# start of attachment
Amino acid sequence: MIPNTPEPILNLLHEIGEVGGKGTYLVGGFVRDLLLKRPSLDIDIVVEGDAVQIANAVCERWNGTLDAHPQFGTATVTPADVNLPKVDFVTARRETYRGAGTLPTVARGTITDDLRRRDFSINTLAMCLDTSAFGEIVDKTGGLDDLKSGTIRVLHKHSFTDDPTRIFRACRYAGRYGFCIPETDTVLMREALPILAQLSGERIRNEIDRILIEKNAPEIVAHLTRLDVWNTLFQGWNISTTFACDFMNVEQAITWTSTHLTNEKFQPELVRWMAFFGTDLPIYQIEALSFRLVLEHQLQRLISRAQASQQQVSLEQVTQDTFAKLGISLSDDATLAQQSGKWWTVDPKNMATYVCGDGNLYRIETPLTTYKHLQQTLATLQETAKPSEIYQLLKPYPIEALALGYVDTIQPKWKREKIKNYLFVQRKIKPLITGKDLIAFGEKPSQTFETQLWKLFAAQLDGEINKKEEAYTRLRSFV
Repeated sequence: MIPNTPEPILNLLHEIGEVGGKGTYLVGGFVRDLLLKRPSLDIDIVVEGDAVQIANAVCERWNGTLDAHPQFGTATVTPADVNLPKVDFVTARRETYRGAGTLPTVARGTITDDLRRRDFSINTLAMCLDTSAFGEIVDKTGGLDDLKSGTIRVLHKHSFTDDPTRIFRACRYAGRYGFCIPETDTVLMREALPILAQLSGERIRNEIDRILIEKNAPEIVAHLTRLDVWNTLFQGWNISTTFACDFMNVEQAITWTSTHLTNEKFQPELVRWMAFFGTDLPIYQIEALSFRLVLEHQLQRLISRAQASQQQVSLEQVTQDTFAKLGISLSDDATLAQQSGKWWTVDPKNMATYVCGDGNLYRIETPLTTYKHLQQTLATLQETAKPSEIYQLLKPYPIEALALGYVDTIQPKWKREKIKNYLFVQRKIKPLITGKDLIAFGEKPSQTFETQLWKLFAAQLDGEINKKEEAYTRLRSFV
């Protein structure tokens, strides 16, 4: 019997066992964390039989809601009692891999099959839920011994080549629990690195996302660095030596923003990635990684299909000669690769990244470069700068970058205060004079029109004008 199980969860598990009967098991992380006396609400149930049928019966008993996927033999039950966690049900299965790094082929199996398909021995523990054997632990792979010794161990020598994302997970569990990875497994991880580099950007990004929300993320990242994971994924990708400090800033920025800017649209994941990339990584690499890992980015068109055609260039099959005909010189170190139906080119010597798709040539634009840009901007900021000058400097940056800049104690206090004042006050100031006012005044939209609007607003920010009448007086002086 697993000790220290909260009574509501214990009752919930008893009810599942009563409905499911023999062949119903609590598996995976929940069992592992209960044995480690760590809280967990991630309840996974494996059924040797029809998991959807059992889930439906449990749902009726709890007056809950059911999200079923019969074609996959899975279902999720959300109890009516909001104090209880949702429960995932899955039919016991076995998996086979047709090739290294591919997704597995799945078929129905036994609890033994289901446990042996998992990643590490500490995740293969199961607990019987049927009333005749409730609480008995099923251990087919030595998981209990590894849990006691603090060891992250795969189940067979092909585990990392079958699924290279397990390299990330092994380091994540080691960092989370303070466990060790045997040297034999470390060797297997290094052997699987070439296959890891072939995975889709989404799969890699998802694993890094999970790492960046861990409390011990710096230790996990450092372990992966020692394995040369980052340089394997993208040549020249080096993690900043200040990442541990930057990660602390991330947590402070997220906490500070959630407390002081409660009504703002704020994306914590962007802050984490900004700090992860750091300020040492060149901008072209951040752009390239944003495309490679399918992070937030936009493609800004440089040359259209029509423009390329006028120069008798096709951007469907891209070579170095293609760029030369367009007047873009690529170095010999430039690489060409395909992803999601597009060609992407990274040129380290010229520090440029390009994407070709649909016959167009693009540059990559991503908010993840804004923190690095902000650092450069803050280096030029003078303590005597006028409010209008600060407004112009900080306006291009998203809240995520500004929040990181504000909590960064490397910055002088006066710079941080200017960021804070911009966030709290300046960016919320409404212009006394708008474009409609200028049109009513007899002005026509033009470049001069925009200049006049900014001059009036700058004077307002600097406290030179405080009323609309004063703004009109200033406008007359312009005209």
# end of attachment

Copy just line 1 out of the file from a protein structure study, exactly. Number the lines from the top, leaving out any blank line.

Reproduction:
Amino acid sequence: MIPNTPEPILNLLHEIGEVGGKGTYLVGGFVRDLLLKRPSLDIDIVVEGDAVQIANAVCERWNGTLDAHPQFGTATVTPADVNLPKVDFVTARRETYRGAGTLPTVARGTITDDLRRRDFSINTLAMCLDTSAFGEIVDKTGGLDDLKSGTIRVLHKHSFTDDPTRIFRACRYAGRYGFCIPETDTVLMREALPILAQLSGERIRNEIDRILIEKNAPEIVAHLTRLDVWNTLFQGWNISTTFACDFMNVEQAITWTSTHLTNEKFQPELVRWMAFFGTDLPIYQIEALSFRLVLEHQLQRLISRAQASQQQVSLEQVTQDTFAKLGISLSDDATLAQQSGKWWTVDPKNMATYVCGDGNLYRIETPLTTYKHLQQTLATLQETAKPSEIYQLLKPYPIEALALGYVDTIQPKWKREKIKNYLFVQRKIKPLITGKDLIAFGEKPSQTFETQLWKLFAAQLDGEINKKEEAYTRLRSFV